The Centers for Disease Control and Prevention has updated its coronavirus quarantine guidance for travelers. It now says that those who have traveled outside of their state or country should self-evaluate their risk based on their travels before determining whether to self-isolate.
"These travelers should take extra precautions to protect others for 14 days after they arrive, including staying home as much as possible, avoiding being around people at a higher risk for severe illness from COVID-19, and considering getting tested for COVID-19," the CDC said in a statement.
The agency previously suggested that people who traveled out of the country or to areas with high concentrations of coronavirus cases self-isolate for two weeks.
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Now, the CDC says travelers should consider whether they have been to high-risk areas or taken part in activities that could increase their likelihood of having contracted the coronavirus.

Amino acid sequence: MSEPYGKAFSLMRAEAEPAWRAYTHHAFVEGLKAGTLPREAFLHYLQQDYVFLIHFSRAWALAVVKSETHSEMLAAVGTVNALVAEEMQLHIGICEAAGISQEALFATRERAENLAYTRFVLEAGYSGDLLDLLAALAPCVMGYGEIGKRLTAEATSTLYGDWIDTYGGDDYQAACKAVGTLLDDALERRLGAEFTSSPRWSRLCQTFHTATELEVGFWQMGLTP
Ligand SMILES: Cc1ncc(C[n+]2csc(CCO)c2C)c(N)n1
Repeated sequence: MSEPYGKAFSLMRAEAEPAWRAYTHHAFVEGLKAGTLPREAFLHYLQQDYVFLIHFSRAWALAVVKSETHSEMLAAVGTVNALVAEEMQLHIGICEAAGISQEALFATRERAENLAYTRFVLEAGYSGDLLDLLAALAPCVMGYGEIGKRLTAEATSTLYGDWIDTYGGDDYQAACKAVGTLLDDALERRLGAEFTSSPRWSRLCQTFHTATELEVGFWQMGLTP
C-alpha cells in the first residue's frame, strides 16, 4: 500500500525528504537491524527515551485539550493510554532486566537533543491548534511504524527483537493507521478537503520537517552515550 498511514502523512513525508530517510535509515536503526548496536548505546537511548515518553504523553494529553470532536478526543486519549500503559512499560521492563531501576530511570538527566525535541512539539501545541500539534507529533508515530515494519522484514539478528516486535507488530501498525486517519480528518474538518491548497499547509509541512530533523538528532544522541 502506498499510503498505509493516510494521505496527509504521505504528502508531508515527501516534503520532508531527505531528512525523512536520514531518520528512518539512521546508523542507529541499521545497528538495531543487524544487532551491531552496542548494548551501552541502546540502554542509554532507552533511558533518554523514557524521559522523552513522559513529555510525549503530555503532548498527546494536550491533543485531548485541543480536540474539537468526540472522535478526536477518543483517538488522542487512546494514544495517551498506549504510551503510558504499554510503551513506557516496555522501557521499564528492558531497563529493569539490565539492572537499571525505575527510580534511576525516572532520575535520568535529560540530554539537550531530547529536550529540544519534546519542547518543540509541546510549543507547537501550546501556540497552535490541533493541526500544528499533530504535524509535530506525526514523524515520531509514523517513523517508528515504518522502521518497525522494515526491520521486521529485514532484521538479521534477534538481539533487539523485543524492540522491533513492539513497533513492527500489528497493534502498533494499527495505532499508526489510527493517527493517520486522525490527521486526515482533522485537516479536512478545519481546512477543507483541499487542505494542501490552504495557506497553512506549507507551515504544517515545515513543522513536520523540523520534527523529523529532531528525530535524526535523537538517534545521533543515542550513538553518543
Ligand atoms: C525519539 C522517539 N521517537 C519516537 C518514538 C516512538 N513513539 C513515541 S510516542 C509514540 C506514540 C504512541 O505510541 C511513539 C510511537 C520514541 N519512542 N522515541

"Higher risk activities include being in an area that is experiencing high levels of spread, attending a mass gathering, being in crowded places, and travel on a cruise ship or river boat," the CDC said in a statement.
Although this is the CDC's general recommendation, the agency says travelers should check with local, state, territorial and tribal public health websites about its recommendations and restrictions.
The CDC also said travelers who know they were exposed to someone with COVID-19 before or during their trip should postpone travel for 14 days after their last exposure.
"Even without symptoms, these travelers can spread COVID-19 to other people during travel," the CDC said.
The guidance change was made Aug. 10, CDC said.
The agency continues to advise travelers wear a face mask with the nose and mouth covered, stay at least six feet apart from others when possible and wash hands often or use hand sanitizer with at least 60% alcohol. Most airlines are already requiring all passengers to wear an approved face covering.
The virus causes mild or moderate symptoms for most but can be more severe or fatal for some, especially older adults and those with existing health problems.
The Associated Press contributed to this report.